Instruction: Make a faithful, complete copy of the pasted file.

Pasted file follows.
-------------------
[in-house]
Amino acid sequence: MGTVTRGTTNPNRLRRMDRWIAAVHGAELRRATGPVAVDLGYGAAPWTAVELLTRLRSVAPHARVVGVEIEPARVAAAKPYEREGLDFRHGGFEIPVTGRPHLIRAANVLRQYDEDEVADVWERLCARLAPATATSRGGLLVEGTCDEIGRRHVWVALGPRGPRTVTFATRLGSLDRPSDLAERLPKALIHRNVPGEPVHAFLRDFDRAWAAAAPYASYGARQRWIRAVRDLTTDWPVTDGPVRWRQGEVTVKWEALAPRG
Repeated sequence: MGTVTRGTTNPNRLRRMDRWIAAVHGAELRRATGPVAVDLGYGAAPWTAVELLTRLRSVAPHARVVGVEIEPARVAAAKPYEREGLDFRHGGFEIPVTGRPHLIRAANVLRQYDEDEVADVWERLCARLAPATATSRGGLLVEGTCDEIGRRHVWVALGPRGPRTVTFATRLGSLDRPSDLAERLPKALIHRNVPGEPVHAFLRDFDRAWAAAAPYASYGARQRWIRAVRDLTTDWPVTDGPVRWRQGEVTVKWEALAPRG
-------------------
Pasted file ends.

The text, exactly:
[in-house]
Amino acid sequence: MGTVTRGTTNPNRLRRMDRWIAAVHGAELRRATGPVAVDLGYGAAPWTAVELLTRLRSVAPHARVVGVEIEPARVAAAKPYEREGLDFRHGGFEIPVTGRPHLIRAANVLRQYDEDEVADVWERLCARLAPATATSRGGLLVEGTCDEIGRRHVWVALGPRGPRTVTFATRLGSLDRPSDLAERLPKALIHRNVPGEPVHAFLRDFDRAWAAAAPYASYGARQRWIRAVRDLTTDWPVTDGPVRWRQGEVTVKWEALAPRG
Repeated sequence: MGTVTRGTTNPNRLRRMDRWIAAVHGAELRRATGPVAVDLGYGAAPWTAVELLTRLRSVAPHARVVGVEIEPARVAAAKPYEREGLDFRHGGFEIPVTGRPHLIRAANVLRQYDEDEVADVWERLCARLAPATATSRGGLLVEGTCDEIGRRHVWVALGPRGPRTVTFATRLGSLDRPSDLAERLPKALIHRNVPGEPVHAFLRDFDRAWAAAAPYASYGARQRWIRAVRDLTTDWPVTDGPVRWRQGEVTVKWEALAPRG